Validated data and research can set the tone in public policy debates and help in shaping more eﬀective legislation. However, due to several contextual factors – the stakes involved, the modes of communication used, and the level of receptiveness to data – research does not currently drive policy discussions as much as it could.
Debates are an integral part of a participatory democracy, and are vital for ensuring representation of diverse viewpoints through cogent and well-articulated arguments. In the Indian scenario, particularly, where scarce resources have to be directed at achieving maximum social returns, debates are a valuable tool for investigating alternatives and prioritizing choices.
The structure and quality of debates are strongly inﬂuenced by the context within which they occur. This context is deﬁned by the stakes of the participants and audience in the debate (personal versus impersonal/academic); the platforms of communication used (single, multiple); and the audience outlook (deﬁned by their inclination to support either fact-based or emotive arguments).
Traditionally, public policy debates in India have centered around high stake issues such as poverty, jobs and welfare schemes and this is expected to continue. However, there has been a marked change over the past decade in the other two contextual elements – available platforms of communication and audience outlook. Multi-modal media penetration through print, TV, web and social media has increased the number of platforms available for deliberation on such policy issues. Studies have established that greater media penetration and openness of channels leads to better debate and potentially, to better outcomes. For instance, a cross-country study across 60 developing countries showed that there is a demonstrated positive correlation between free media and voter turnout. This points to the ability of open debates to enhance democratic participation.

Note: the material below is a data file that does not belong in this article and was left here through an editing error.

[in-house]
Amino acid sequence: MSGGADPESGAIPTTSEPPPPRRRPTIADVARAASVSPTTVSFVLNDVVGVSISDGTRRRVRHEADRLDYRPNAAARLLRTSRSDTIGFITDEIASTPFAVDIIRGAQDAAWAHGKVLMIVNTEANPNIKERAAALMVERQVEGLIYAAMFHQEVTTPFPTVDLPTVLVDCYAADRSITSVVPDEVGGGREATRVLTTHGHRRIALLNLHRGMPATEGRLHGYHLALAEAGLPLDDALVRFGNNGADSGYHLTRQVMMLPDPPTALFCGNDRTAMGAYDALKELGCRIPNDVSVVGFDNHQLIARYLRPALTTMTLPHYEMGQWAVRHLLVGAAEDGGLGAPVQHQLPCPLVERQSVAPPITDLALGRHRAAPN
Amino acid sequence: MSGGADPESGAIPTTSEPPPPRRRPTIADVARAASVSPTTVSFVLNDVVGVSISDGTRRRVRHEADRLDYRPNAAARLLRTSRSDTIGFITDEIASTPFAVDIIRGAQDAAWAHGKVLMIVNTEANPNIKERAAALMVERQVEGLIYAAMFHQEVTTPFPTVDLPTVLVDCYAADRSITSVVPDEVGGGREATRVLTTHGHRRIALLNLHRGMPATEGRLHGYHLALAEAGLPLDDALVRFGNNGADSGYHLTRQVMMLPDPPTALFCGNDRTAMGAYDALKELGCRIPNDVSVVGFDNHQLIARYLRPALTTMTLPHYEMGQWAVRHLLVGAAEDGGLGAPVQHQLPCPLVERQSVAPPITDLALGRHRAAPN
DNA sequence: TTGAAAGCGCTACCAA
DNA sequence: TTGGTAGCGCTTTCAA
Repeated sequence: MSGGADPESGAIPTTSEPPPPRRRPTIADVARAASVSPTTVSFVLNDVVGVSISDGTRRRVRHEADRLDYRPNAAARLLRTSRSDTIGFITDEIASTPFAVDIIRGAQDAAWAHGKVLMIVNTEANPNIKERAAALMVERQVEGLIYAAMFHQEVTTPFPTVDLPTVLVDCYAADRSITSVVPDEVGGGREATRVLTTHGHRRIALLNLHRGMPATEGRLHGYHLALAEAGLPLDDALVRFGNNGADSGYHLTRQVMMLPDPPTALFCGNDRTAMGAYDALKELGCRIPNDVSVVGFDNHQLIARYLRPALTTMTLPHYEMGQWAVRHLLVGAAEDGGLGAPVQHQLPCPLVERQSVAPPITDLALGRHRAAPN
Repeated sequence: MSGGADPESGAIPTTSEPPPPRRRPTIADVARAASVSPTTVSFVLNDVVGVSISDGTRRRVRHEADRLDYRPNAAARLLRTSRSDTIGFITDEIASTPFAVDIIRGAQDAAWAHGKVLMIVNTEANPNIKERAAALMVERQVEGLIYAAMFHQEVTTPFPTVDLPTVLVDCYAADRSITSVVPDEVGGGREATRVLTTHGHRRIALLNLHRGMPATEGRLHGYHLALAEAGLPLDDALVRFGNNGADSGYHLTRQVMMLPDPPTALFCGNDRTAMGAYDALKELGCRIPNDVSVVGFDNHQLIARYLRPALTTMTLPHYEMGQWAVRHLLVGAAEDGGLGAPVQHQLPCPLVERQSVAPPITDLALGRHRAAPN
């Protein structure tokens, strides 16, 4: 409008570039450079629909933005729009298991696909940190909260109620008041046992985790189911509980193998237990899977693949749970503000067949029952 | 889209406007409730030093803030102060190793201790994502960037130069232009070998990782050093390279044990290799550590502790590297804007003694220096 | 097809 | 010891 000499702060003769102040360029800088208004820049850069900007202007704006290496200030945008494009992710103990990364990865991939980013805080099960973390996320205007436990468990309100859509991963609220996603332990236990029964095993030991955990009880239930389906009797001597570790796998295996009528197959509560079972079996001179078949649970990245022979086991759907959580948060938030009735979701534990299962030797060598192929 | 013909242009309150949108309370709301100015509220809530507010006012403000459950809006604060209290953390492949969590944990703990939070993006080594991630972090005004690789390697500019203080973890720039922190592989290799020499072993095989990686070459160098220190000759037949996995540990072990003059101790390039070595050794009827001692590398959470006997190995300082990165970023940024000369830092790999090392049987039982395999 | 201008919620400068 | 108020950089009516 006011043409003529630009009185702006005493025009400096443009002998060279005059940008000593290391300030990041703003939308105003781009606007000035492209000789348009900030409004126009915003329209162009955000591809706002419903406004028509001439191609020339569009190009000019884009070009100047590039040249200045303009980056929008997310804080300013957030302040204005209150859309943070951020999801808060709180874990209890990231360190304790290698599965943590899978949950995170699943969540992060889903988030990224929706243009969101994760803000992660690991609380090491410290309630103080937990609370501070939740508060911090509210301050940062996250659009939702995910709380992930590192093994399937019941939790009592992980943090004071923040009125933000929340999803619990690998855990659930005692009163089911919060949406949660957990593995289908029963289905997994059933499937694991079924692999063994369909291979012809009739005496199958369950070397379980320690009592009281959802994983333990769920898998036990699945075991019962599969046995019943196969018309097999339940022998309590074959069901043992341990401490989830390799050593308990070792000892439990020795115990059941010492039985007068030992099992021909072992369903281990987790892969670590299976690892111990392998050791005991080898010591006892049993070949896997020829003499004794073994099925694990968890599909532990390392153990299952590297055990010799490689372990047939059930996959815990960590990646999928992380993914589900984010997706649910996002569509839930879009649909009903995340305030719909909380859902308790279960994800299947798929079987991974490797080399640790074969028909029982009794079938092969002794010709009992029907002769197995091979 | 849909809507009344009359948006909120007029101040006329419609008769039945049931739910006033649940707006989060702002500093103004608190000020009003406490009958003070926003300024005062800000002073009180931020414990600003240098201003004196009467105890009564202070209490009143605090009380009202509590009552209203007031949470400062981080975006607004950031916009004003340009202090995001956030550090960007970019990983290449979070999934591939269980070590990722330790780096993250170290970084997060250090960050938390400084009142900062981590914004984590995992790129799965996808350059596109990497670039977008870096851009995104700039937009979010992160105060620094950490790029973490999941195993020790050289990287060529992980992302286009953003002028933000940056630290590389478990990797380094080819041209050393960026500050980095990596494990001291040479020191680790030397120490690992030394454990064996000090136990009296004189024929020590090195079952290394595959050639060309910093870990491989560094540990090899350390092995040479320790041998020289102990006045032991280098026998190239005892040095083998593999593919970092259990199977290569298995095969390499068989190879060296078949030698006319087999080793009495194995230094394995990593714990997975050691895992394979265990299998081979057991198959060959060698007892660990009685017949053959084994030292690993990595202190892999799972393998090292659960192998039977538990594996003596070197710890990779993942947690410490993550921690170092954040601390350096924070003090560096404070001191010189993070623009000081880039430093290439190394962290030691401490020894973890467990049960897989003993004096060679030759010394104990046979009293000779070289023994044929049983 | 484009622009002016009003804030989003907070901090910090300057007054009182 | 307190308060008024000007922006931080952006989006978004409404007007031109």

Education is another determinant of the quality of public debates. With education levels rising among the youth of the country, there has also been greater public interest in performance, growth and governance issues as opposed to identity driven politics and populist measures. While these trends are encouraging, the use of research in public debates remains limited. The core questions surrounding the issues often remain unasked owing to an excessive emphasis on political ideologies and confrontational viewpoints.
We only have to examine recent, ﬁercely debated policies such as the Food Security Act, Right to Education, and poverty line deﬁnition in order to test this hypothesis:
Food Security Act
Research utilization: Low. The extensive research available on the subject went largely unused in mainstream public debate.
Debate quality: The debate focused on symptomatic and sensational issues such as the Act’s contribution to the ﬁscal deﬁcit and the cost of ﬁnancing rather than tackling the fundamental question of whether the new Act would be eﬀective in tackling malnutrition, the core issue. Moreover, existing research on the performance of the current Public Distribution System (PDS) remained largely unreported.